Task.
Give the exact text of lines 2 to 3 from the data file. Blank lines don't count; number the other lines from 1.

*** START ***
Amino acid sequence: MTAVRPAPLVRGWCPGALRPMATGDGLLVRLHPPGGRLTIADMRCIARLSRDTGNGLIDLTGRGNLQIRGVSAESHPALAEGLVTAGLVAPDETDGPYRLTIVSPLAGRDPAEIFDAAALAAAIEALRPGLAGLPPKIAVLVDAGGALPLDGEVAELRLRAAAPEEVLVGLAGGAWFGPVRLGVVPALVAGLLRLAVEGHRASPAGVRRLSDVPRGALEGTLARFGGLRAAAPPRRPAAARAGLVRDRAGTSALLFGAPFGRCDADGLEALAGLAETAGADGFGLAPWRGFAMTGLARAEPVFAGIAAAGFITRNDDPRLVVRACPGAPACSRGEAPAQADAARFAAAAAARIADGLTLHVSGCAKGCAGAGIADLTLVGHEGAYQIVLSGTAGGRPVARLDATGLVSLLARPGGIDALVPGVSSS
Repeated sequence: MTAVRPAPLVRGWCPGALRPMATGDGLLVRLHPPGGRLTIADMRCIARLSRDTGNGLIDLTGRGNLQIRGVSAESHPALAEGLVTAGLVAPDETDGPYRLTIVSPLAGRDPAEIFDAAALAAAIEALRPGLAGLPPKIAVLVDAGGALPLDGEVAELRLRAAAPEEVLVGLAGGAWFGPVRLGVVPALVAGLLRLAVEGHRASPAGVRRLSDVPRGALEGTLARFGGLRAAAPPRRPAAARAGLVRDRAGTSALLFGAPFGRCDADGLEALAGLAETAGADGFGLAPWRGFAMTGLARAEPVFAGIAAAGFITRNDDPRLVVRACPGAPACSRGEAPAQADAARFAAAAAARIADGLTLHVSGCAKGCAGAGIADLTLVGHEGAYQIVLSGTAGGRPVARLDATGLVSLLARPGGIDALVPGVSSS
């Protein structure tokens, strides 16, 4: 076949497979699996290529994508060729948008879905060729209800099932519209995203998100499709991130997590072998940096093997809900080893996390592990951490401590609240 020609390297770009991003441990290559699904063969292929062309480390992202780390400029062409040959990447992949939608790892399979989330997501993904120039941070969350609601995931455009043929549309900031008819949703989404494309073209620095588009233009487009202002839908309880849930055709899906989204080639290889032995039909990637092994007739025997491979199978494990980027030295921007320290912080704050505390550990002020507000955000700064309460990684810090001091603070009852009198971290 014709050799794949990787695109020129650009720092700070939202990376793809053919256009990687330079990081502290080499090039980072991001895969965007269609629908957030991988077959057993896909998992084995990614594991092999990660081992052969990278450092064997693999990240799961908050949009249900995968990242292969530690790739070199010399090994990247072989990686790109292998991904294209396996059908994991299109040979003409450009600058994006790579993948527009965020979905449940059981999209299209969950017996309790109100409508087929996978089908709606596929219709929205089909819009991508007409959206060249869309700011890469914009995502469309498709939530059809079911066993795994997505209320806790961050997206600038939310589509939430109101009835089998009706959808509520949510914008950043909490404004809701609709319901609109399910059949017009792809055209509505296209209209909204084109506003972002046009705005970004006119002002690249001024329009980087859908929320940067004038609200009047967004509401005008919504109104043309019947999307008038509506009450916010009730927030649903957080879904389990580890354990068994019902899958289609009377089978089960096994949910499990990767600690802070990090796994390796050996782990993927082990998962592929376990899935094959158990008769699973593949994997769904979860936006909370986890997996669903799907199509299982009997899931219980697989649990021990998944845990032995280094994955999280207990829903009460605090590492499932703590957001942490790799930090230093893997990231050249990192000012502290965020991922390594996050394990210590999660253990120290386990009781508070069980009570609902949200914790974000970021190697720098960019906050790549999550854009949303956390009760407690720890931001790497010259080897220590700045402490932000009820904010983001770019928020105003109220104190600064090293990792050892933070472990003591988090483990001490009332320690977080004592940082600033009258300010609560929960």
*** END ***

Repeated sequence: MTAVRPAPLVRGWCPGALRPMATGDGLLVRLHPPGGRLTIADMRCIARLSRDTGNGLIDLTGRGNLQIRGVSAESHPALAEGLVTAGLVAPDETDGPYRLTIVSPLAGRDPAEIFDAAALAAAIEALRPGLAGLPPKIAVLVDAGGALPLDGEVAELRLRAAAPEEVLVGLAGGAWFGPVRLGVVPALVAGLLRLAVEGHRASPAGVRRLSDVPRGALEGTLARFGGLRAAAPPRRPAAARAGLVRDRAGTSALLFGAPFGRCDADGLEALAGLAETAGADGFGLAPWRGFAMTGLARAEPVFAGIAAAGFITRNDDPRLVVRACPGAPACSRGEAPAQADAARFAAAAAARIADGLTLHVSGCAKGCAGAGIADLTLVGHEGAYQIVLSGTAGGRPVARLDATGLVSLLARPGGIDALVPGVSSS
């Protein structure tokens, strides 16, 4: 076949497979699996290529994508060729948008879905060729209800099932519209995203998100499709991130997590072998940096093997809900080893996390592990951490401590609240 020609390297770009991003441990290559699904063969292929062309480390992202780390400029062409040959990447992949939608790892399979989330997501993904120039941070969350609601995931455009043929549309900031008819949703989404494309073209620095588009233009487009202002839908309880849930055709899906989204080639290889032995039909990637092994007739025997491979199978494990980027030295921007320290912080704050505390550990002020507000955000700064309460990684810090001091603070009852009198971290 014709050799794949990787695109020129650009720092700070939202990376793809053919256009990687330079990081502290080499090039980072991001895969965007269609629908957030991988077959057993896909998992084995990614594991092999990660081992052969990278450092064997693999990240799961908050949009249900995968990242292969530690790739070199010399090994990247072989990686790109292998991904294209396996059908994991299109040979003409450009600058994006790579993948527009965020979905449940059981999209299209969950017996309790109100409508087929996978089908709606596929219709929205089909819009991508007409959206060249869309700011890469914009995502469309498709939530059809079911066993795994997505209320806790961050997206600038939310589509939430109101009835089998009706959808509520949510914008950043909490404004809701609709319901609109399910059949017009792809055209509505296209209209909204084109506003972002046009705005970004006119002002690249001024329009980087859908929320940067004038609200009047967004509401005008919504109104043309019947999307008038509506009450916010009730927030649903957080879904389990580890354990068994019902899958289609009377089978089960096994949910499990990767600690802070990090796994390796050996782990993927082990998962592929376990899935094959158990008769699973593949994997769904979860936006909370986890997996669903799907199509299982009997899931219980697989649990021990998944845990032995280094994955999280207990829903009460605090590492499932703590957001942490790799930090230093893997990231050249990192000012502290965020991922390594996050394990210590999660253990120290386990009781508070069980009570609902949200914790974000970021190697720098960019906050790549999550854009949303956390009760407690720890931001790497010259080897220590700045402490932000009820904010983001770019928020105003109220104190600064090293990792050892933070472990003591988090483990001490009332320690977080004592940082600033009258300010609560929960």